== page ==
HOUSTON, Texas (KTRK) -- If you need to return a Christmas gift, retailers have new options to safely to do so during the COVID-19 pandemic.
This year, the National Retail Federation estimated Americans would spend $766 billion in holiday sales, with much of it being done online.
"I didn't really go to any shops," said Shrey Jain. "I just did online shopping. It was really simple and easy."
Easy to buy, but what about returns?
The National Retail Federation estimates about 10% of all gifts will go back on the shelves. Shoppers believe returning gifts in 2020 won't be the same.
"It's just going to be a little difficult," Jain said.
While many stores made shopping for the holidays easier with online and curbside options, shoppers are now wondering about returns.
"Either you get stuck with whatever you bought, or you put on your mask, and you go and return it," Ijeoma Okebugwu, another shopper, said.
Some retailers will let customers print labels at home and return gifts through FedEx and UPS, even if they bought it in store.
Walmart is even allowing customers to ship unwanted items back from their home, free of charge.
Some stores are even utilizing curbside parking spots. Best Buy and Dick's Sporting Goods are allowing customers to use those spaces for returns. They're advising customers to park, call and read out the receipt to an associate in order to make a return without coming into contact with anyone.
"Curbside returns sound good, and I do curbside pick-up as well," Okebugwu said. "That's a good option."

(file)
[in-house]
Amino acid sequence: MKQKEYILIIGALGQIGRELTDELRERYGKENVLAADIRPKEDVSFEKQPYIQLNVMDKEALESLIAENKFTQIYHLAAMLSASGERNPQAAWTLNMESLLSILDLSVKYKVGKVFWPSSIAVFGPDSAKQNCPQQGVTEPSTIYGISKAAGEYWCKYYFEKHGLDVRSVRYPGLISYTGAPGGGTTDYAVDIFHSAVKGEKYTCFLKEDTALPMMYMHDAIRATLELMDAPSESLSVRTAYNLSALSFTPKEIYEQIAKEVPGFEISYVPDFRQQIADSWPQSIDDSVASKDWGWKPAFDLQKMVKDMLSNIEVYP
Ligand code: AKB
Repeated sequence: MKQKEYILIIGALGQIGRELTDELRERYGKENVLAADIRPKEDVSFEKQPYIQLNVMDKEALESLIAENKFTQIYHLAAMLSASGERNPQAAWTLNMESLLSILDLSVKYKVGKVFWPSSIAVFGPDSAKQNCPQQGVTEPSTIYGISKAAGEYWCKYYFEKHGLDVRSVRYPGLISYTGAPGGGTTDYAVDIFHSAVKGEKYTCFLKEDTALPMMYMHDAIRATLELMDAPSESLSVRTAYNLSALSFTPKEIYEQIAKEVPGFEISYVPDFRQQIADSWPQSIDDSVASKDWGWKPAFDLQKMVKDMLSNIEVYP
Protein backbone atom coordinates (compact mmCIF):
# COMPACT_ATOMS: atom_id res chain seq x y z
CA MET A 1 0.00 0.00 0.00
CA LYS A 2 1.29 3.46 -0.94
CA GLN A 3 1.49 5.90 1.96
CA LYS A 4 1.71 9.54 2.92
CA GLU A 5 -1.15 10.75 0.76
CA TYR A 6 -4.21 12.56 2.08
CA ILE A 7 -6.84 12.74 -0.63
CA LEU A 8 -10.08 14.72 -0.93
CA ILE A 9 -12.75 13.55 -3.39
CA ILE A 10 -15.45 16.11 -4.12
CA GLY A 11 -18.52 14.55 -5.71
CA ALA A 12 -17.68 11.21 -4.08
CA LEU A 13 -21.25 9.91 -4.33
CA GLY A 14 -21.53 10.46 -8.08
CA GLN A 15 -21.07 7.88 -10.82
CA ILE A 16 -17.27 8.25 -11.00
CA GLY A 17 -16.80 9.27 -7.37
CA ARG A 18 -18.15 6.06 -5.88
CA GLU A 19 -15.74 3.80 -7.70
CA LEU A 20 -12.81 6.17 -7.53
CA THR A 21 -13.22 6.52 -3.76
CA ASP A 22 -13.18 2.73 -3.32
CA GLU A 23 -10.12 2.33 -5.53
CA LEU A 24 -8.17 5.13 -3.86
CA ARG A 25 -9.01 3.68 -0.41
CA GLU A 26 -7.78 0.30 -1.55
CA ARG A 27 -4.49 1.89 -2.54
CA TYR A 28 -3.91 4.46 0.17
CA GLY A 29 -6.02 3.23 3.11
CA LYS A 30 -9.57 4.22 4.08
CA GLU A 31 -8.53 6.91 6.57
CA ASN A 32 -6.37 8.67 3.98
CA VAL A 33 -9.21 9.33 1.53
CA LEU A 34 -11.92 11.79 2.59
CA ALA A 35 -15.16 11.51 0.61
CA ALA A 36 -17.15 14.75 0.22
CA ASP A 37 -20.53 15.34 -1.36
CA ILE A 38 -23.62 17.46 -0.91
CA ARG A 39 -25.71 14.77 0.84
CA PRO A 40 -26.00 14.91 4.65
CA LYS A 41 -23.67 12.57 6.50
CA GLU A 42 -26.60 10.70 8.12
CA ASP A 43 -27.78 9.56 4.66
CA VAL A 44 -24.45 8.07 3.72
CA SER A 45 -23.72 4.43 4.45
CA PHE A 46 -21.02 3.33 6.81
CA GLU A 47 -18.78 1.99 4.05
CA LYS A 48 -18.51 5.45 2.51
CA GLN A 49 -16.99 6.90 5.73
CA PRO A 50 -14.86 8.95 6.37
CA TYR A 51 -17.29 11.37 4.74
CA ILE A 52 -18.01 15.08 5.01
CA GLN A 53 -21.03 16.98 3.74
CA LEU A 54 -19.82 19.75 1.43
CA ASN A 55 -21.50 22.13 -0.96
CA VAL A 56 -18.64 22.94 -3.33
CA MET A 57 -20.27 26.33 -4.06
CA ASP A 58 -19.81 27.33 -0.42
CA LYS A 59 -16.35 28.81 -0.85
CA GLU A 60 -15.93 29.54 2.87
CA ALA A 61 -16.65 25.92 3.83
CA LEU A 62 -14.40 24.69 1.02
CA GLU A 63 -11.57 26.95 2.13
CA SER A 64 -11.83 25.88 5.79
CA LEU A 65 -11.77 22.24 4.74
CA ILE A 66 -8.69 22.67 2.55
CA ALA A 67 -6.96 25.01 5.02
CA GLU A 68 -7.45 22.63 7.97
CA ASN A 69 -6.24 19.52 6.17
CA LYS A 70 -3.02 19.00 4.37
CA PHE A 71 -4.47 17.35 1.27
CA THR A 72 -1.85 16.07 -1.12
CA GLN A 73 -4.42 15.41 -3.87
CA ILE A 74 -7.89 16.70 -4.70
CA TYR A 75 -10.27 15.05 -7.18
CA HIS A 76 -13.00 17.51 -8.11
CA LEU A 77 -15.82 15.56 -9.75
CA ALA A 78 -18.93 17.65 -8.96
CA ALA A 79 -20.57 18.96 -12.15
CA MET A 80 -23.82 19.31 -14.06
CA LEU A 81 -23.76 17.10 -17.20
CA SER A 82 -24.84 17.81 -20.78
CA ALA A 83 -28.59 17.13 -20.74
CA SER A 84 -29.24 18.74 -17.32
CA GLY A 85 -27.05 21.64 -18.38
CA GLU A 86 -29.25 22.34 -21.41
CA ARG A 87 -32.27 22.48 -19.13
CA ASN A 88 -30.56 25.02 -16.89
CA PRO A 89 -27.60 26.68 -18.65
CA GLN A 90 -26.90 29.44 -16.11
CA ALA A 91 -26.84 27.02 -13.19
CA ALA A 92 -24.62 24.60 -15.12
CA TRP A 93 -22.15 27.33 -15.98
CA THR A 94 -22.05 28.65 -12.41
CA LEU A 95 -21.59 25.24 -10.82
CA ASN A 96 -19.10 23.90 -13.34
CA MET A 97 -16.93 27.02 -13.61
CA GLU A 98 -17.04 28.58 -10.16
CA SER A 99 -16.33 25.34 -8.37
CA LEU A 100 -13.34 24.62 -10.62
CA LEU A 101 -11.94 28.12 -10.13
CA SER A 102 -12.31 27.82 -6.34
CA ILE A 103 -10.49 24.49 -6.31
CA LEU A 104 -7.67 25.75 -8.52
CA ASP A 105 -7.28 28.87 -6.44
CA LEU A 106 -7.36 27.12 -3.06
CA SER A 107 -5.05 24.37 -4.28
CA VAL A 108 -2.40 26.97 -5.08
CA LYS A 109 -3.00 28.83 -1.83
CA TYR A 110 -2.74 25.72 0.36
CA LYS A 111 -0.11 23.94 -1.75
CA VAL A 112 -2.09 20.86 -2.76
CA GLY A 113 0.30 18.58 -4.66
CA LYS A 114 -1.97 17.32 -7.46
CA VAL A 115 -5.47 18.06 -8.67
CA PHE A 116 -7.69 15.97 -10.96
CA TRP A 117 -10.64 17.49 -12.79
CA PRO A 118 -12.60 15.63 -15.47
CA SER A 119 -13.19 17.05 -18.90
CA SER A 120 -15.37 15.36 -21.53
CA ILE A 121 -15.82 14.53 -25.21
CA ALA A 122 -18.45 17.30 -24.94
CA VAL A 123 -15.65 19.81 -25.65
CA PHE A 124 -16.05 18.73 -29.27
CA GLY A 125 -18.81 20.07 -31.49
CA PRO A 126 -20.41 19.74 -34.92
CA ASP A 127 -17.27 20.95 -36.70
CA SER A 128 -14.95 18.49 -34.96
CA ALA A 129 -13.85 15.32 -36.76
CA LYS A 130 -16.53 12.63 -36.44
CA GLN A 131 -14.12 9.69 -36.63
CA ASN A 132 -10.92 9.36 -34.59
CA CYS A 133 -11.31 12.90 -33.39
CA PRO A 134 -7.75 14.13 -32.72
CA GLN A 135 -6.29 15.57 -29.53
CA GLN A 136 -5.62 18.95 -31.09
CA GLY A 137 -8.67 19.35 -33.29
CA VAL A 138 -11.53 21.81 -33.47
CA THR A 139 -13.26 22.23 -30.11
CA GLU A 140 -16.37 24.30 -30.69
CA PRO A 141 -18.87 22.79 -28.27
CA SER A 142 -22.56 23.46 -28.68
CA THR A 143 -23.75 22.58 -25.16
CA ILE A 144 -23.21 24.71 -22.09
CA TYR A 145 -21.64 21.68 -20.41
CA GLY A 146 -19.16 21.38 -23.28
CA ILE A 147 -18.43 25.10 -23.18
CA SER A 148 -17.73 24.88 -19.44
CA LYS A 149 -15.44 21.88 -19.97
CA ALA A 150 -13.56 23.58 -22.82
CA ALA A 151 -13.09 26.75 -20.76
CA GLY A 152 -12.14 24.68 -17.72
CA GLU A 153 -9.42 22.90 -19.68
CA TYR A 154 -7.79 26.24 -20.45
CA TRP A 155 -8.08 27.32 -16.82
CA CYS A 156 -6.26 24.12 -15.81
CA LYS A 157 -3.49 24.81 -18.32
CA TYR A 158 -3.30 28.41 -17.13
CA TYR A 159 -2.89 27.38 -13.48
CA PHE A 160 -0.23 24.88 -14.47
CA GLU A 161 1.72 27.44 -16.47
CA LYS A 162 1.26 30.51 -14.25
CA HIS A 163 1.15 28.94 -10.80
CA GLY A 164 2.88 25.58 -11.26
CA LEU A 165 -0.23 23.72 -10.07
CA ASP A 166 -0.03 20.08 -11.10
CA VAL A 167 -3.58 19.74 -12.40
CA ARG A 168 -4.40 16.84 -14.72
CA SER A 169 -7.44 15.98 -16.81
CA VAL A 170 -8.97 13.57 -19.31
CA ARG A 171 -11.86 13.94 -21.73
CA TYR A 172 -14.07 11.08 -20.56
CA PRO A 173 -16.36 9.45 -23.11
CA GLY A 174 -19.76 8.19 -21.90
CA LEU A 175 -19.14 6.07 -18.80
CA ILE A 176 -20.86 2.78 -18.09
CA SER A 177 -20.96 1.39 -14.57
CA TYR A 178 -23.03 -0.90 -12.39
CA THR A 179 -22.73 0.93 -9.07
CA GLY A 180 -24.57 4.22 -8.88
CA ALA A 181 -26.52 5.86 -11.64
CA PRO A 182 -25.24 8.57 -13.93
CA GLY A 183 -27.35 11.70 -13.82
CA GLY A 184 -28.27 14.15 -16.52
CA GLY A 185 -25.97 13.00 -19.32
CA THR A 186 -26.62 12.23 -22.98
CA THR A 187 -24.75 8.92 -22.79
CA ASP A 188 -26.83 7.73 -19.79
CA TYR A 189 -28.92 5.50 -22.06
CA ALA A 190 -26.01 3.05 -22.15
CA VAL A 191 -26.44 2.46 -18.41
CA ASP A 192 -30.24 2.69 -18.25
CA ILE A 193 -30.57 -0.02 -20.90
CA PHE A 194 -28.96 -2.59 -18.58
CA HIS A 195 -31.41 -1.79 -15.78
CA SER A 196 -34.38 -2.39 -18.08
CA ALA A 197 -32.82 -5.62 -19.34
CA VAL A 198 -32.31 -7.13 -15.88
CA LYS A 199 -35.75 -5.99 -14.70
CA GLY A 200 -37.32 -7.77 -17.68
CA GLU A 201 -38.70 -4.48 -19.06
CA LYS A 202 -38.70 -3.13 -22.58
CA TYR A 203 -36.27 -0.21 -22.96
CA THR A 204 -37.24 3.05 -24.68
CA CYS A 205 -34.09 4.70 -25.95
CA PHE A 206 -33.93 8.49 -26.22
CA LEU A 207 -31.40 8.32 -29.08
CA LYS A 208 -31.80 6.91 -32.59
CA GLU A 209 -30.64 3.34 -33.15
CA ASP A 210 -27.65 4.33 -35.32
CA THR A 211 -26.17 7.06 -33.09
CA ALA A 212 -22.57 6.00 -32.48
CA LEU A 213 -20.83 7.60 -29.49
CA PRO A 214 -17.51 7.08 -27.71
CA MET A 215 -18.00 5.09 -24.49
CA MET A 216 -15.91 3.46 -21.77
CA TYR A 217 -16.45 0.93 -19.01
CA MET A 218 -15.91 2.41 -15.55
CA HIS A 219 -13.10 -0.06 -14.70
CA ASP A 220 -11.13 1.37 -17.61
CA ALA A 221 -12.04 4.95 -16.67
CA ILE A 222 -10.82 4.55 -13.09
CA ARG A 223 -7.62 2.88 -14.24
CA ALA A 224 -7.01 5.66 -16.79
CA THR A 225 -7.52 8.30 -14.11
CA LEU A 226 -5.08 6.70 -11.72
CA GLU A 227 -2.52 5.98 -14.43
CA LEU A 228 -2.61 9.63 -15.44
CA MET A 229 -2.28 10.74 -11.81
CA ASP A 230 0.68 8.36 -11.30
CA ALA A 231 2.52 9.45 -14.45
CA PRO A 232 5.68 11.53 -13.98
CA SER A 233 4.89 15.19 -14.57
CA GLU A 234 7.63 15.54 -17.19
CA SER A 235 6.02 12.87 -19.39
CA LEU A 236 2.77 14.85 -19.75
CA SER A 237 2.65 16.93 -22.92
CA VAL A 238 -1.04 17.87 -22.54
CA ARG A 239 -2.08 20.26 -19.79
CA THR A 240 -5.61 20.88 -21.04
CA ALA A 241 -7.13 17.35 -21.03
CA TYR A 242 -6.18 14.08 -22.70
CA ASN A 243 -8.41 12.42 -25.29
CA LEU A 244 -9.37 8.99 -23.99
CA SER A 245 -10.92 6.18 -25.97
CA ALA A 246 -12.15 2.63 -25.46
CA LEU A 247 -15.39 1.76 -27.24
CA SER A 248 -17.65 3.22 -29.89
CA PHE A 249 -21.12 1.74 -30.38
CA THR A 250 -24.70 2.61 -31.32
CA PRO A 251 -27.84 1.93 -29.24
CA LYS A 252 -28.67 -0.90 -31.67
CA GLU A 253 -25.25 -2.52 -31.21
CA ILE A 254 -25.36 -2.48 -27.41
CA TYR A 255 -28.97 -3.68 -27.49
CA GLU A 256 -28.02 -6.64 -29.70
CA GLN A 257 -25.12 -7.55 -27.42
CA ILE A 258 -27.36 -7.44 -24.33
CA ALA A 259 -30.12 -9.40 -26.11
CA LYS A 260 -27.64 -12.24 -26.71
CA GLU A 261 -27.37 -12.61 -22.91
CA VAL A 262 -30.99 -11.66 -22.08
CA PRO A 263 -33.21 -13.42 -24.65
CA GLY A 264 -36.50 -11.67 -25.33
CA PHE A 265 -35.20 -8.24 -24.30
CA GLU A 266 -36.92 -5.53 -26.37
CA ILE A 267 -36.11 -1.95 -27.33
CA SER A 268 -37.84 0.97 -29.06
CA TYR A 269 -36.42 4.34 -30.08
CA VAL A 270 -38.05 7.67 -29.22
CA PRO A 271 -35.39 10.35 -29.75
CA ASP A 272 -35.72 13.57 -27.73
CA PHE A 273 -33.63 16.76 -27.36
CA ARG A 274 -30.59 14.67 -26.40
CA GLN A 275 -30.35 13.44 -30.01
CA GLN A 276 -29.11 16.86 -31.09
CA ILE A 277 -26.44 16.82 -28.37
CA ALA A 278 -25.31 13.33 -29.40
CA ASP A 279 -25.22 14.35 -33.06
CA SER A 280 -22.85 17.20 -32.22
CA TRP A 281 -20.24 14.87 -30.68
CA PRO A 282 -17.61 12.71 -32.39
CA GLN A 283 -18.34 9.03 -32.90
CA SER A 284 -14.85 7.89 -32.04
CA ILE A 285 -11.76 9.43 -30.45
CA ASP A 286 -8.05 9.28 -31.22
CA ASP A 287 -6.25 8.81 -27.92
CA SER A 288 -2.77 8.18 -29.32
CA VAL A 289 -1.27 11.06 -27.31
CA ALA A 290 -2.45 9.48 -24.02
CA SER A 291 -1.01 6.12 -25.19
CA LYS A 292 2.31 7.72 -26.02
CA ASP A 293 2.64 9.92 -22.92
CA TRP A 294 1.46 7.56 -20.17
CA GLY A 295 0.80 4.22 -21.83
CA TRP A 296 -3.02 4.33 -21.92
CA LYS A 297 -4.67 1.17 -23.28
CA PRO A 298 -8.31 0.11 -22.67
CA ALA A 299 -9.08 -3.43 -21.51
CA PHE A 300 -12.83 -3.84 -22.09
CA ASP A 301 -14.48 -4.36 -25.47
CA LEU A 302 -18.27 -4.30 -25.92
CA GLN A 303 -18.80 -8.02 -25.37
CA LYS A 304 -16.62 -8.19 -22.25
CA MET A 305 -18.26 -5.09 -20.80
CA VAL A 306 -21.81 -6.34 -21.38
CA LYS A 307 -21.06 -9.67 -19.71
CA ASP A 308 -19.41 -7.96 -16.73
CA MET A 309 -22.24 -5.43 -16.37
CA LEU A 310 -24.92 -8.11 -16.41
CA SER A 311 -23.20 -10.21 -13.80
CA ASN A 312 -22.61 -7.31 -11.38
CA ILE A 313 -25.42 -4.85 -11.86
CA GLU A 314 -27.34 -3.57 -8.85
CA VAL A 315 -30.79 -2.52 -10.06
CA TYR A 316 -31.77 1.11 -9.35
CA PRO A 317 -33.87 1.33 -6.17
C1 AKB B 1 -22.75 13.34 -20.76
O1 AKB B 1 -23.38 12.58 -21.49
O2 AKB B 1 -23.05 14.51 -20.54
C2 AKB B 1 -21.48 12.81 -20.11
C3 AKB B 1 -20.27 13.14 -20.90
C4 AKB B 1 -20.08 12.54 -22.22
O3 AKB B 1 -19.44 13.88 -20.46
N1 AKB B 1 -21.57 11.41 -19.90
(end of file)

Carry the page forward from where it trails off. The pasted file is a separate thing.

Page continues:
Others think most people will choose to not go through the hassle of making the return.
"I think most people will try to find ways to repurpose those items rather than having to return," Sarmistha Sinha said. "If they do have to return, I guess just safely wear a mask."
But, be aware that if you do plan on making several returns, you could be placed on a list and no longer allowed to return things at certain stores.
The first thing to note is that customers will more than likely have an extended period of time to make returns due to COVID-19. So, not all returns need to be taken care of right away.
Stores are keeping in mind that many of them are not allowing shoppers to use the dressing room, and when buying online, that's impossible. Retailers are aware some people are buying the same item in different sizes.
If you're worried about being put on the merchandise naughty list, don't fret. Stores are using high tech tools to stop the abusive returners.
"There are actually third party providers, a very large one that services Amazon, Home Depot and Victoria's Secret that provide an algorithm that scans all transactions and looks for perpetual returners and flags them for retailers," said Barbara Stewart of the University of Houston.
Stewart also said as far as clothing goes, retailers are already seeing a huge amount of returns but the all-seeing algorithm is keeping tabs on those who truly abuse the system.
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Need to return a gift? Here's how retailers are making it safer during the pandemic